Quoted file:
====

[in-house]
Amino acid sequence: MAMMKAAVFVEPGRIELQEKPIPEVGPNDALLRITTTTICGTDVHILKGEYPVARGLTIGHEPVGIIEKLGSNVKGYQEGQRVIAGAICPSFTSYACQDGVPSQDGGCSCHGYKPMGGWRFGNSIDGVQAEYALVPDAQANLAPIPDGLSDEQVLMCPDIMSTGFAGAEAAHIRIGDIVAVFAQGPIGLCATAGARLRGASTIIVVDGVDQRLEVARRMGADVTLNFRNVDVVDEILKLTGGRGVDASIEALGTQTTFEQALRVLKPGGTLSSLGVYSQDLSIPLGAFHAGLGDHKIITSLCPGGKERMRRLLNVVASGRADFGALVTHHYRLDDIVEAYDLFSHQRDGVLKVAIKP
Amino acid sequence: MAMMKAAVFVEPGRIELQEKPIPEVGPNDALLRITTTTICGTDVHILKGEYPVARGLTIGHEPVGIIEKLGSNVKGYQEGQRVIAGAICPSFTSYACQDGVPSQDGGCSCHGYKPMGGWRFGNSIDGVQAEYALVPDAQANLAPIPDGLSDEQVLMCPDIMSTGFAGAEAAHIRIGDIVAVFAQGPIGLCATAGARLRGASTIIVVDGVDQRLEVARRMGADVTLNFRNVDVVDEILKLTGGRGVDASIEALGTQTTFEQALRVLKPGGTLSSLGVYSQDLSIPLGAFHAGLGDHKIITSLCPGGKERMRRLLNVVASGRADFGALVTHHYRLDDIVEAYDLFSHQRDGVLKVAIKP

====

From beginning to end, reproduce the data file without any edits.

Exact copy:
[in-house]
Amino acid sequence: MAMMKAAVFVEPGRIELQEKPIPEVGPNDALLRITTTTICGTDVHILKGEYPVARGLTIGHEPVGIIEKLGSNVKGYQEGQRVIAGAICPSFTSYACQDGVPSQDGGCSCHGYKPMGGWRFGNSIDGVQAEYALVPDAQANLAPIPDGLSDEQVLMCPDIMSTGFAGAEAAHIRIGDIVAVFAQGPIGLCATAGARLRGASTIIVVDGVDQRLEVARRMGADVTLNFRNVDVVDEILKLTGGRGVDASIEALGTQTTFEQALRVLKPGGTLSSLGVYSQDLSIPLGAFHAGLGDHKIITSLCPGGKERMRRLLNVVASGRADFGALVTHHYRLDDIVEAYDLFSHQRDGVLKVAIKP
Amino acid sequence: MAMMKAAVFVEPGRIELQEKPIPEVGPNDALLRITTTTICGTDVHILKGEYPVARGLTIGHEPVGIIEKLGSNVKGYQEGQRVIAGAICPSFTSYACQDGVPSQDGGCSCHGYKPMGGWRFGNSIDGVQAEYALVPDAQANLAPIPDGLSDEQVLMCPDIMSTGFAGAEAAHIRIGDIVAVFAQGPIGLCATAGARLRGASTIIVVDGVDQRLEVARRMGADVTLNFRNVDVVDEILKLTGGRGVDASIEALGTQTTFEQALRVLKPGGTLSSLGVYSQDLSIPLGAFHAGLGDHKIITSLCPGGKERMRRLLNVVASGRADFGALVTHHYRLDDIVEAYDLFSHQRDGVLKVAIKP